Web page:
Corporate Board Gender Diversity – U.S. Chain Restaurant Industry


According to a recent study by Harvard Business Review, females are one of the most powerful economic forces in the world. In the United States, women make up more than 50% of the population and account for over 80% of consumer spend. If this is the case, why do so few females occupy seats in the corporate boardroom?

In the 2015 Aethos Consulting Group™ Corporate Governance Study of the chain restaurant industry, we identified an astoundingly low number of women executives serving as corporate board members. Of the top 45 public U.S. chain restaurant companies, a woeful 18% of board seats were occupied by women.

  • Nine of the forty five restaurant chains had NO females serving as board directors
  • Fifty one percent (51%) of the peer group had only one female board director
  • Of the 392 seats available, amongst the top 45 U.S. public restaurant chains, only 69 seats were occupied by women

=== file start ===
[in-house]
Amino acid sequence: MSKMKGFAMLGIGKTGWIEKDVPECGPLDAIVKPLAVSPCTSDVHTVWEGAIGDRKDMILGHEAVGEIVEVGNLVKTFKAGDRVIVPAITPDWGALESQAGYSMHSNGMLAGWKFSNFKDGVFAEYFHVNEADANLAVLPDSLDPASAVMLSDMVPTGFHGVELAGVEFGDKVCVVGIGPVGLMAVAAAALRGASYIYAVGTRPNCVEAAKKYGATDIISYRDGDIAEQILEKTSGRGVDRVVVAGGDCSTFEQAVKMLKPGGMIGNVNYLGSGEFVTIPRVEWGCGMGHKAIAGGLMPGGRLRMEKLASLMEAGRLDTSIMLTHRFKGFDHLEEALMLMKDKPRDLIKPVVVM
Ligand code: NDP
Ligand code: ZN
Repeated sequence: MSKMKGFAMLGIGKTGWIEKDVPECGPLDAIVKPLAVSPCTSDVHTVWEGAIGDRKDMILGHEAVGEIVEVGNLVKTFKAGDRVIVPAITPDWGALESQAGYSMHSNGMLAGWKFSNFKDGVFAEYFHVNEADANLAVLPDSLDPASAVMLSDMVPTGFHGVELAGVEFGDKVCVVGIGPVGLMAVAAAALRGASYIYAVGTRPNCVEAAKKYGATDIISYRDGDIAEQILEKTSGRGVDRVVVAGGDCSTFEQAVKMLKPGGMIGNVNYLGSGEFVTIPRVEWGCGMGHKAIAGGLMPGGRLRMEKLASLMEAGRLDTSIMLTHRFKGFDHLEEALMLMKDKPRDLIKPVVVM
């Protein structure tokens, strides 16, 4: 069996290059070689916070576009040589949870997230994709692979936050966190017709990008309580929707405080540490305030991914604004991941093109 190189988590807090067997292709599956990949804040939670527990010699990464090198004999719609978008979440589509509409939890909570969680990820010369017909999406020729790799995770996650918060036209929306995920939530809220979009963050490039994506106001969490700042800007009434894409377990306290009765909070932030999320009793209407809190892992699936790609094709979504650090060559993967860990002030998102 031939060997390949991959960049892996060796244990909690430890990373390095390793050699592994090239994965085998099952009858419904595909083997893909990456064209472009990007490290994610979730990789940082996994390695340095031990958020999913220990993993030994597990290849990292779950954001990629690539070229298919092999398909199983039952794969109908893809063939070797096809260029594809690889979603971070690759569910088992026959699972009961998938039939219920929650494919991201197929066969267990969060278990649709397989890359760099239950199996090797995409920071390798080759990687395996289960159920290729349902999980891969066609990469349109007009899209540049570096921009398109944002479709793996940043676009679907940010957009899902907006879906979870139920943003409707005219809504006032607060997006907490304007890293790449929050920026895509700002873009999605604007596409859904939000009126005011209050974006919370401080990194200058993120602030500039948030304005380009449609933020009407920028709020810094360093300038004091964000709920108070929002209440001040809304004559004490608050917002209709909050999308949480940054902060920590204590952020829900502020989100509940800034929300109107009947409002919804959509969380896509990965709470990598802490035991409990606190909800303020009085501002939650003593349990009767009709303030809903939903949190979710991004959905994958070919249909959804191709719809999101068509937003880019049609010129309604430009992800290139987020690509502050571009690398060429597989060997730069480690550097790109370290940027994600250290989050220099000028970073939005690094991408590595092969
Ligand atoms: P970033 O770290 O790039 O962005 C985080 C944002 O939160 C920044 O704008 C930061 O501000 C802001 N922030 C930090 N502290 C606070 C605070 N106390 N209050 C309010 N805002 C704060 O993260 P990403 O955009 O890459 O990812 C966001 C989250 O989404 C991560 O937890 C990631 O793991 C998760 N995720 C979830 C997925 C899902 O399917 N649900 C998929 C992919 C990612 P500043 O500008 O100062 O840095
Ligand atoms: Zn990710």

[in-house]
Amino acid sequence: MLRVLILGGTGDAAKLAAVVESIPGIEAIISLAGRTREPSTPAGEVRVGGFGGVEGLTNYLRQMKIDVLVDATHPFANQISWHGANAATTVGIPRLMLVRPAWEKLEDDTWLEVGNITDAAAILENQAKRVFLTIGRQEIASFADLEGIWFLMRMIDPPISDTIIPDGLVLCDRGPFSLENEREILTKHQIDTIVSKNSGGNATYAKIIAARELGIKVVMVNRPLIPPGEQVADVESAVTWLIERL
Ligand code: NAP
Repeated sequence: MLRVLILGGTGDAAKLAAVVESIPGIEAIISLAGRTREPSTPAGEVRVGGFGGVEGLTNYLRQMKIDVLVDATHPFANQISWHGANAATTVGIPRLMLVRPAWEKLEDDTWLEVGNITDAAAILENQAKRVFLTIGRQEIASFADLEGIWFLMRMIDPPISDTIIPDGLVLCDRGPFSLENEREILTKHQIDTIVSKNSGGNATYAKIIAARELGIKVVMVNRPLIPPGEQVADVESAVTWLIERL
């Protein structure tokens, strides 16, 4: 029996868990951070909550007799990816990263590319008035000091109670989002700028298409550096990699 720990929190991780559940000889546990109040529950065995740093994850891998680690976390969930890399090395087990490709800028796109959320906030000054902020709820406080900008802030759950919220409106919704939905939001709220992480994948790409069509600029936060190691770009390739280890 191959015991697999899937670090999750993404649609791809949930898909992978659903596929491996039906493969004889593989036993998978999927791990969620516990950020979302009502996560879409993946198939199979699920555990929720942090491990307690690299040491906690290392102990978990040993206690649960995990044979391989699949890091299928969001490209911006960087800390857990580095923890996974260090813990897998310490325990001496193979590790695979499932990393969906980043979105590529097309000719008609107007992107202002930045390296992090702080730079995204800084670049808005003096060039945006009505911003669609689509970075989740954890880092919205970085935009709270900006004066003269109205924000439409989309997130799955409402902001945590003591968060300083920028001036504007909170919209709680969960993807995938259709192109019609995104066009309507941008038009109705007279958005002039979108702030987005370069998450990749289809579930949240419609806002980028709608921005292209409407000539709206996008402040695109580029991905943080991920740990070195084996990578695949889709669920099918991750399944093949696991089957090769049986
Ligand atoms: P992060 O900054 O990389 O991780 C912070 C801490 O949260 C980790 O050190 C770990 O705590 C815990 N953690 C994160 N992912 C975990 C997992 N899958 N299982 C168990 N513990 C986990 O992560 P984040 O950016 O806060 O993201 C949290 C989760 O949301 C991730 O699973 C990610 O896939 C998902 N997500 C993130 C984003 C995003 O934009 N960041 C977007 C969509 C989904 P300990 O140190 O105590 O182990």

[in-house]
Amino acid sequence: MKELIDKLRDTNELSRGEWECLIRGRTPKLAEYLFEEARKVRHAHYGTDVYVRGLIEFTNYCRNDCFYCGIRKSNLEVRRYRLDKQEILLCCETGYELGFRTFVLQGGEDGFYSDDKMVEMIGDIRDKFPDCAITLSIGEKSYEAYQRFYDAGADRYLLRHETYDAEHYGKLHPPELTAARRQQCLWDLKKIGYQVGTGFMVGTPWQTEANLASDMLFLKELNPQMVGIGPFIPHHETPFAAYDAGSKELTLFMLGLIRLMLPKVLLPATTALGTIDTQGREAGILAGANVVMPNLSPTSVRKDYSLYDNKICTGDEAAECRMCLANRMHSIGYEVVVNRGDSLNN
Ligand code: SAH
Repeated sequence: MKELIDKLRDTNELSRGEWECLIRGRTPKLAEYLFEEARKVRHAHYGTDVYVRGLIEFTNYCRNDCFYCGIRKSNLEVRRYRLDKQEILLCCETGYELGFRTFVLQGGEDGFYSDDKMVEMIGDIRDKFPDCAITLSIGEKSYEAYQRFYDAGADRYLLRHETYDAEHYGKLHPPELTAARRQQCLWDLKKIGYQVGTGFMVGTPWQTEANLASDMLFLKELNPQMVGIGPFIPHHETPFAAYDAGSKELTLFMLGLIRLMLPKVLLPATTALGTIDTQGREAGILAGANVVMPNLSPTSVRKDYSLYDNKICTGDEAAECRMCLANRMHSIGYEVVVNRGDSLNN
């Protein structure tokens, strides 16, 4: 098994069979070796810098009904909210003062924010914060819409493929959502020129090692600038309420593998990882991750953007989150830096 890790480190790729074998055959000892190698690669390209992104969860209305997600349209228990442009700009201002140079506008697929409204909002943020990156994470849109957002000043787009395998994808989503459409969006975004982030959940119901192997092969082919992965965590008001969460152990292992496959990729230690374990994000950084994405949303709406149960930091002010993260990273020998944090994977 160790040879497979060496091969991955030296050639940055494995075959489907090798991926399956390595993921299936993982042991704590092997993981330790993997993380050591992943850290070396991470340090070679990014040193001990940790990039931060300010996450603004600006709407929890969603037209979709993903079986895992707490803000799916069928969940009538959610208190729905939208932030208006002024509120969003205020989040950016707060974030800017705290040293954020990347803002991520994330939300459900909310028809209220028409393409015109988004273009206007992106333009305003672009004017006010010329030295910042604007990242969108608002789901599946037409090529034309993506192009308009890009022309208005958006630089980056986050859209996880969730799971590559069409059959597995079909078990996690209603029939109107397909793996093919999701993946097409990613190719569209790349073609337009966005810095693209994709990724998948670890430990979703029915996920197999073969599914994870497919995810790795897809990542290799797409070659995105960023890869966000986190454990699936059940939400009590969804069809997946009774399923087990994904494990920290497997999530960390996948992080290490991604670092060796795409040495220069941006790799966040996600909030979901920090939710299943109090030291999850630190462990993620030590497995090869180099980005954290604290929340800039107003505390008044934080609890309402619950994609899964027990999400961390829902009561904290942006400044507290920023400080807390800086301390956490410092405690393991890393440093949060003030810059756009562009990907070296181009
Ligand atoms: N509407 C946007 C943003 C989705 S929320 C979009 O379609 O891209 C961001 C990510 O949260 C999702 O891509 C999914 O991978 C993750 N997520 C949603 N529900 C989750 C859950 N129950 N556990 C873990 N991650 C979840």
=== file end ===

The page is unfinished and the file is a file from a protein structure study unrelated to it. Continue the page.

Results are not much better when you review other segments of the business. According to a recent study conducted by New York based law firm Shearman & Sterling LLP, women comprise just slightly more than a fifth of the 1,210 board seats at 100 of the largest U.S. public companies; a Spencer Stuart analysis of the S&P 500 index show similar results – 80% of board seats are held by men.

All news is not bad news on the restaurant front, as several restaurant group boards have a healthy gender diversity mix:
Aethos™ Corporate Governance Study_Board Gender Diversity_US Chain Restaurant Industry

Credible studies by McKinsey & Company and Boston Consulting Group indicate that greater gender diversity in the board room leads to improved financial performance. Personally sitting in on countless client board meetings, I can attest to the fact that gender diversity leads to a more productive exchange and collaboration of ideas. Bottom line, there is too much brand homogenization within the chain restaurant industry, and we need to import fresh ideas and strategies. Organizations that want to set themselves apart need to get serious about this issue.